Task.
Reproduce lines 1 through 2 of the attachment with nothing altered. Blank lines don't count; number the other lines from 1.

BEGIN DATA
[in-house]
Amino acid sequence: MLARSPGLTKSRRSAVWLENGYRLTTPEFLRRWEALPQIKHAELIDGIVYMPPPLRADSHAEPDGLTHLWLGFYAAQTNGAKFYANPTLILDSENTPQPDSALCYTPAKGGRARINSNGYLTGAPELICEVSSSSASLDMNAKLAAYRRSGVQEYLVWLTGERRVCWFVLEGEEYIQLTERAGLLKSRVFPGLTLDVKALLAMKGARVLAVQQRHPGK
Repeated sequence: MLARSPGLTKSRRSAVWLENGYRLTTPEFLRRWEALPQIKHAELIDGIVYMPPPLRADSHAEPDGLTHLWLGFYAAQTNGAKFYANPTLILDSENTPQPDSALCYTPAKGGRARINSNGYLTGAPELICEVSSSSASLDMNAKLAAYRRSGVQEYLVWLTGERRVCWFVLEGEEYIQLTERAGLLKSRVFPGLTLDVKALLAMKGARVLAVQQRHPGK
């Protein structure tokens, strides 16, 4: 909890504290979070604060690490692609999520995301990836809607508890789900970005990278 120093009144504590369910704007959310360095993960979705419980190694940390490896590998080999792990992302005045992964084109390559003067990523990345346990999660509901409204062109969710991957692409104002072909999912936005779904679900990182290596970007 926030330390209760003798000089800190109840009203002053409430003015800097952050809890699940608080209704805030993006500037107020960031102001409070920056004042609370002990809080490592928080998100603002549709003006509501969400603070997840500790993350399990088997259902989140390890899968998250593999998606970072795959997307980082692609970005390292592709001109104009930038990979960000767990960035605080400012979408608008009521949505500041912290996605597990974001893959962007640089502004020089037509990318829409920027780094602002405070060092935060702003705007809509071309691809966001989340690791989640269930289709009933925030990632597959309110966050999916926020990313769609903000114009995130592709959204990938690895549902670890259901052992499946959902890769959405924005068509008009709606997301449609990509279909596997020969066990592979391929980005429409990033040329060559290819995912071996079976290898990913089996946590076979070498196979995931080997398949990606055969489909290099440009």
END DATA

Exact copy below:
[in-house]
Amino acid sequence: MLARSPGLTKSRRSAVWLENGYRLTTPEFLRRWEALPQIKHAELIDGIVYMPPPLRADSHAEPDGLTHLWLGFYAAQTNGAKFYANPTLILDSENTPQPDSALCYTPAKGGRARINSNGYLTGAPELICEVSSSSASLDMNAKLAAYRRSGVQEYLVWLTGERRVCWFVLEGEEYIQLTERAGLLKSRVFPGLTLDVKALLAMKGARVLAVQQRHPGK